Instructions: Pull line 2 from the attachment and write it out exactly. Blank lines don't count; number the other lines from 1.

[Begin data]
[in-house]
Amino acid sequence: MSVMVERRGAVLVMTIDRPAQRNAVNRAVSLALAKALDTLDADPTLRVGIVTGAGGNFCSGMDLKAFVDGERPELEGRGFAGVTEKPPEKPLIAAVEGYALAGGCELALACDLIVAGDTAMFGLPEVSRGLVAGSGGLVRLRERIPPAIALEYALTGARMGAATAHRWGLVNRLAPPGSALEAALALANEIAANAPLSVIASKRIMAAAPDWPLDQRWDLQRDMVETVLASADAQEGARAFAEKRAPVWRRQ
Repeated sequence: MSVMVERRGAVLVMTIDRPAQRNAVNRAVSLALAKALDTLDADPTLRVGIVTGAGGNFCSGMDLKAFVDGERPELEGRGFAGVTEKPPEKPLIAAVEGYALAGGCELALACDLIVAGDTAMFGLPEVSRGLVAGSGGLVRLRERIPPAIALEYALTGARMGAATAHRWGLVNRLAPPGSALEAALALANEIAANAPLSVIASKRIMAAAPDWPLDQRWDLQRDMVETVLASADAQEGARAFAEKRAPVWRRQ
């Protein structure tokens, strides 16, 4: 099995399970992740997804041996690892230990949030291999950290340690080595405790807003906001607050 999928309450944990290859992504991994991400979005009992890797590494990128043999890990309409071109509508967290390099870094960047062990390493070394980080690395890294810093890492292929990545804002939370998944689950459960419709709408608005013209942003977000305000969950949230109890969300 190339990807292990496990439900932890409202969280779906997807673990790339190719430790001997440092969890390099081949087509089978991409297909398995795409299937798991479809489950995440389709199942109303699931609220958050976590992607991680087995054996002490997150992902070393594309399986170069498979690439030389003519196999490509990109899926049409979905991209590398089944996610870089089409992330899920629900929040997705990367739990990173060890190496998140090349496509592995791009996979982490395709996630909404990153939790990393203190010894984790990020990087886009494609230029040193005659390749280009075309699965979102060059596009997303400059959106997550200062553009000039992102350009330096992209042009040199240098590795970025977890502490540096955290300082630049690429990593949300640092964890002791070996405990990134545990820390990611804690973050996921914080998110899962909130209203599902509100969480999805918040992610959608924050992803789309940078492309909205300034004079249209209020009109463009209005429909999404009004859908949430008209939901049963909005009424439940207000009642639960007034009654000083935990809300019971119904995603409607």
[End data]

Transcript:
Amino acid sequence: MSVMVERRGAVLVMTIDRPAQRNAVNRAVSLALAKALDTLDADPTLRVGIVTGAGGNFCSGMDLKAFVDGERPELEGRGFAGVTEKPPEKPLIAAVEGYALAGGCELALACDLIVAGDTAMFGLPEVSRGLVAGSGGLVRLRERIPPAIALEYALTGARMGAATAHRWGLVNRLAPPGSALEAALALANEIAANAPLSVIASKRIMAAAPDWPLDQRWDLQRDMVETVLASADAQEGARAFAEKRAPVWRRQ